“When I get a case about discrimination, I have to think about people in my own family who suffered discrimination because of their ethnic background or because of religion or because of gender. And I do take that into account.” The double standard is alive and well.
Then there is the curious empathy issue, which keeps coming up ever since the President said in his May 1 remarks: “I view that quality of empathy, of understanding and identifying with people's hopes and struggles as an essential ingredient for arriving at just decisions and outcomes.”
During the confirmation hearings, Republican senators expressed their concern that Sonia Sotomayor has suggested in her speeches that a judge may be guided by something other than the facts of the case and the relevant law. Most everyone would agree, and an analysis of her record will show that in her 17 years as a judge she has faithfully upheld the law and precedents. She has repeatedly said: “The task of a judge is not to make the law. It is to apply the law.” Asked whether she agreed with Barack Obama that judges should rely on empathy, she simply replied: “We apply law to facts. We don’t apply feelings to facts.”
Is President Obama right that empathy is a desirable quality in judges? Do the senators so forcefully questioning Judge Sotomayor about empathy really believe that it is not? Or is it perhaps another double standard example - it is OK to feel empathy toward members of your own group or tribe, but not toward the others outside your tribe.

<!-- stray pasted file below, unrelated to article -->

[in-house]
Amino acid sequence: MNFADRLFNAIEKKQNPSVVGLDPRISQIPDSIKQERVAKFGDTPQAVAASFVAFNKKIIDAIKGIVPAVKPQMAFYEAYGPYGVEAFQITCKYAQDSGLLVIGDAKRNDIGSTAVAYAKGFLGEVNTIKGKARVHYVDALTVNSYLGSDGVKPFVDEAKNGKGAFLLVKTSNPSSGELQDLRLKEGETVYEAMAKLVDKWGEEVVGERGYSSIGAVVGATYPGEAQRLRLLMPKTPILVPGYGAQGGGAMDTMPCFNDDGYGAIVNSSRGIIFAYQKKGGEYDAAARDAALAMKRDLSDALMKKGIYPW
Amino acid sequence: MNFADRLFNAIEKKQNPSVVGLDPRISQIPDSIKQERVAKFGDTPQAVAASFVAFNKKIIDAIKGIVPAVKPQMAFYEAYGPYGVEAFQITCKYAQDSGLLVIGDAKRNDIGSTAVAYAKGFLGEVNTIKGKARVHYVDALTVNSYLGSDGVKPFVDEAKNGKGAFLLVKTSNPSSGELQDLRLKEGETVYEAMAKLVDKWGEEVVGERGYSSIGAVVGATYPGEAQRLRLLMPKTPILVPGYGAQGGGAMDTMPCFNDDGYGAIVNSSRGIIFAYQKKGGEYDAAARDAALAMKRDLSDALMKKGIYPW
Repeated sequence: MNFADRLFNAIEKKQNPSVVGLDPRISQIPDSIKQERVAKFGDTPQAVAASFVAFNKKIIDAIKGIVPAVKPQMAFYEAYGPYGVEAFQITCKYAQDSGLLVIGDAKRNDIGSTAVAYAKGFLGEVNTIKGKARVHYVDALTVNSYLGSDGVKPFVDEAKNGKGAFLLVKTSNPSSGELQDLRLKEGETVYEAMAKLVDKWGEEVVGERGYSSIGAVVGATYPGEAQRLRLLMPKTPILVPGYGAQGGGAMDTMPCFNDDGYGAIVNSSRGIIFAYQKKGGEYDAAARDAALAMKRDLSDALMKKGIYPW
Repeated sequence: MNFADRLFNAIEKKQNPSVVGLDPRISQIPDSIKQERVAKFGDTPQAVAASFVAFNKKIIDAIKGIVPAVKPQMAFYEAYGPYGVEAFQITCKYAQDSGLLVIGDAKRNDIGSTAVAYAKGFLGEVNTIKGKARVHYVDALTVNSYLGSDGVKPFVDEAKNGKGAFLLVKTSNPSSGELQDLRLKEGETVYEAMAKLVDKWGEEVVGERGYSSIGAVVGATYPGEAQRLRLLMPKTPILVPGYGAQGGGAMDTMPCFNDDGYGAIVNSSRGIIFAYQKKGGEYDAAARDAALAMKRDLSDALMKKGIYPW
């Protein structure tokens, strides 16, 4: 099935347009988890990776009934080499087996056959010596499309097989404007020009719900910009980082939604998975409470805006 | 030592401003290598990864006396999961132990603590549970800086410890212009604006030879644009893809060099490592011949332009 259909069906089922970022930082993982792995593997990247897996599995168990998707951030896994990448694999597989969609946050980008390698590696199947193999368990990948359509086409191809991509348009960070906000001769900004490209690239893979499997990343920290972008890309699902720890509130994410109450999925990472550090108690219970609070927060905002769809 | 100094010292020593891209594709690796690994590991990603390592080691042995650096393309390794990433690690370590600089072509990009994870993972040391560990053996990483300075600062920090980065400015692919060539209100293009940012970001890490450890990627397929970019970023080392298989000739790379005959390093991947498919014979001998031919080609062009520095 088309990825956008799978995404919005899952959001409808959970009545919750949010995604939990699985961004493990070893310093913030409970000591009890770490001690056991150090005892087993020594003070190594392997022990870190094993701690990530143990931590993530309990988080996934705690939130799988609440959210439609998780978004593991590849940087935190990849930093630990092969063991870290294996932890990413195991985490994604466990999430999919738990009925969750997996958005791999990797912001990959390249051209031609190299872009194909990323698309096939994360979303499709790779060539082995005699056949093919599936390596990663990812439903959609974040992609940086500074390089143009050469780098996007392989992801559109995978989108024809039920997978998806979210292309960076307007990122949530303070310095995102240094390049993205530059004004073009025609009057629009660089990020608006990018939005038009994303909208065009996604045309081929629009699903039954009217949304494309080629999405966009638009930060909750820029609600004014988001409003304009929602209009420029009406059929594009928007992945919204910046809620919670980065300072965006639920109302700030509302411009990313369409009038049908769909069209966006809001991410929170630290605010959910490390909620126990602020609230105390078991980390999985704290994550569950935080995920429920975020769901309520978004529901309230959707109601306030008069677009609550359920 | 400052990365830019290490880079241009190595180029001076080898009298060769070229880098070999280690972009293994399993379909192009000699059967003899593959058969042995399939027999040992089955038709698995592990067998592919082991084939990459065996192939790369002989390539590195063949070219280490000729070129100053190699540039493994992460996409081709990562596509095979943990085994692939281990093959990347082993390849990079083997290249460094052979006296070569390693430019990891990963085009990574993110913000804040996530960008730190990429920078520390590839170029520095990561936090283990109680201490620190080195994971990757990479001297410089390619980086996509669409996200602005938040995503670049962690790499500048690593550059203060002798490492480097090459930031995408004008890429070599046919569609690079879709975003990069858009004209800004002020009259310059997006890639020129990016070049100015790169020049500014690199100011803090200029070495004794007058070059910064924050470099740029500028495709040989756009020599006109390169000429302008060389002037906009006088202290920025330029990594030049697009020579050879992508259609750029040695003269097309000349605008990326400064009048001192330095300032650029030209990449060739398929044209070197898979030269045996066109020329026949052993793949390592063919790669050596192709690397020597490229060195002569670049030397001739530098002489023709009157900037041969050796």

Thinking about these questions brought to mind a recent landmark Supreme Court decision that, in my opinion, sheds some light on the role that empathy plays in the way judges make and communicate their decisions.
Lawrence V. Texas is a United States Supreme Court case decided in 2003. In a 6-3 ruling, the justices struck down the sodomy law in Texas. Prior to this ruling, there were a variety of sodomy laws in different states, some making illegal all sexual acts not leading to procreation, others limiting their illegality to acts between same-sex couples. Lawrence overruled an earlier Supreme Court decision, Bowers V. Hardwick which upheld the constitutionality of a Georgia law that criminalized private sodomy acts between consenting adults, whether the couples were of the same or different sex. Lawrence invalidated all sodomy laws throughout the United States.